Today, we see another demonstration of the European Commission collecting money for its general funds by preying on American companies. The EU decided to fine Intel 1.5 billion dollars for “abuse of monopoly power.” Apparently Intel offered volume discounts to retailers and computer manufacturers (a rebate if you bought a lot from them), and apparently that’s illegal. The EC believes bulk discounts hurt consumers, and that is its basis for the fines.
Just in January, they fined Microsoft 2 billion dollars for a similar assertion, except it was for including Internet Explorer and Windows Media Player with their operating system. Neither pay exorbitant executive packages, so their revenues are recycled back into research and development (Intel has pretty nice chips now), given out as discounts, and used to pay their 3% dividend. The 3.5 billion dollar fine is 3.5 that R&D, consumers and investors aren’t getting. That’s 12 dollars for every American, 110 dollar for every Californian and 300 for every working Californian adult!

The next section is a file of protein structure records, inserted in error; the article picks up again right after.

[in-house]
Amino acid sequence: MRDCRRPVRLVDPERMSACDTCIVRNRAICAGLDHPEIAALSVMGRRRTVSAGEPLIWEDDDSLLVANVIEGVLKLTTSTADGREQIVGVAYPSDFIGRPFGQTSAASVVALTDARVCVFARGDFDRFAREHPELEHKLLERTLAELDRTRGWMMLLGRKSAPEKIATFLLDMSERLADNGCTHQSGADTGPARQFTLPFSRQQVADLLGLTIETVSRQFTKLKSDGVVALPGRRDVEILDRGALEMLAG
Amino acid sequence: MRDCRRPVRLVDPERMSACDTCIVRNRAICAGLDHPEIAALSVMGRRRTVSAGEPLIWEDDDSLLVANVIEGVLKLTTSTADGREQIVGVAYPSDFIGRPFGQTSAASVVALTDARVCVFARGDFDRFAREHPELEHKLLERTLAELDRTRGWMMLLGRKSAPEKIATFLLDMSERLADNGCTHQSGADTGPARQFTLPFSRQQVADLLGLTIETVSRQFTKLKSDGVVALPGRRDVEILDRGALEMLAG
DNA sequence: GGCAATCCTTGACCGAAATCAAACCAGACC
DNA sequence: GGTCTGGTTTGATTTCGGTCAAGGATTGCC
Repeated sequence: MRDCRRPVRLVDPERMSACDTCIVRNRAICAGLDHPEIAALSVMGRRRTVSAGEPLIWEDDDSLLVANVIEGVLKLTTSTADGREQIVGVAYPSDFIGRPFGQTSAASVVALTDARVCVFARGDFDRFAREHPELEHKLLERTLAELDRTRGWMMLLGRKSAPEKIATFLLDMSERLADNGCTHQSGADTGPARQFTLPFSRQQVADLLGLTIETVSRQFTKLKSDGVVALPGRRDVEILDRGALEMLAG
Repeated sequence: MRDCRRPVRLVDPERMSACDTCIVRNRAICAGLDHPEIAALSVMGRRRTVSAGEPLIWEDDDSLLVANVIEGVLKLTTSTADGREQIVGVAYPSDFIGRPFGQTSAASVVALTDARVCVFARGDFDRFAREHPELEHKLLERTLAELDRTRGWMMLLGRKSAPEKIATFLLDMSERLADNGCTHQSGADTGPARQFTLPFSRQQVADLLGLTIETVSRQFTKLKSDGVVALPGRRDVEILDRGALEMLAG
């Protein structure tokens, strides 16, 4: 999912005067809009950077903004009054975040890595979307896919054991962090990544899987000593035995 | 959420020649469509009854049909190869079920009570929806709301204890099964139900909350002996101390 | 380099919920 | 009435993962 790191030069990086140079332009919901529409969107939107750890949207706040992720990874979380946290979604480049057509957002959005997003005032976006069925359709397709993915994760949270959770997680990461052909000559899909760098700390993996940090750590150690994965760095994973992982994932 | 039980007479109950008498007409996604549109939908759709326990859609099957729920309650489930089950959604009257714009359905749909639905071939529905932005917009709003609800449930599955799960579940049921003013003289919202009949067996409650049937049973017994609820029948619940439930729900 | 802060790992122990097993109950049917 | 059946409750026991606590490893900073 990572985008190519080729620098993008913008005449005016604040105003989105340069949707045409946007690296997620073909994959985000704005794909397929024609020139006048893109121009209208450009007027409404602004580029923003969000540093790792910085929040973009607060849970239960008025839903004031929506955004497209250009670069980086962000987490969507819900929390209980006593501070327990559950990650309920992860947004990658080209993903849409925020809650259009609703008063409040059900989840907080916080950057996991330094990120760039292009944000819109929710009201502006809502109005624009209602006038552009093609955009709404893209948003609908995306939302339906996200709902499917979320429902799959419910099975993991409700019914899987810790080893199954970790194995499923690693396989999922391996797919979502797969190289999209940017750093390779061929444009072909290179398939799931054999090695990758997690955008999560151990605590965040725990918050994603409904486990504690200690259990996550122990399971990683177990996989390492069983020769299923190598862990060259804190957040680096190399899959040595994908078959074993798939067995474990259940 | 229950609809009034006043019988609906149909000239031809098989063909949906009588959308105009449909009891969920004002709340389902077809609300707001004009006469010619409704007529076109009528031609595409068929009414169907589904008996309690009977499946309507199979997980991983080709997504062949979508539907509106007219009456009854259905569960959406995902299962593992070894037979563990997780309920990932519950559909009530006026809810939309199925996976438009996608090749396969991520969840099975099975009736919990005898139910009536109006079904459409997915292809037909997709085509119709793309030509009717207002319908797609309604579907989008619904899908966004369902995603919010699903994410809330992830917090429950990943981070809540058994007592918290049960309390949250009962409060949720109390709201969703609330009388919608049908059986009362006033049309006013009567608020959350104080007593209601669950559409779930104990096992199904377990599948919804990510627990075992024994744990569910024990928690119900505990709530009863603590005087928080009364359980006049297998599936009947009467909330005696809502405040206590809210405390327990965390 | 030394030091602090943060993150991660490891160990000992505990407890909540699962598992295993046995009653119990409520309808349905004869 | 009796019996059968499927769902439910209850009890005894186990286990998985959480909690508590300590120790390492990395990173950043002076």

It’s unfair that the EC can force money transfer from us to them. They are obviously desperate for money to fund their recession programs. We are too, so why don’t we fine their IT firms? Oh yeah, they don’t have any that are worthy of fining. SAP comes closest, but even it cannot remain independent.
This sucks. I don’t like the idea of a foreign commission collecting money that is ours, either in more R&D, consumer discounts, investor rewards, or more employment. Since when was it OK to force successful foreign companies to pay for our general services? Never? Good. So the EC shouldn’t do it either.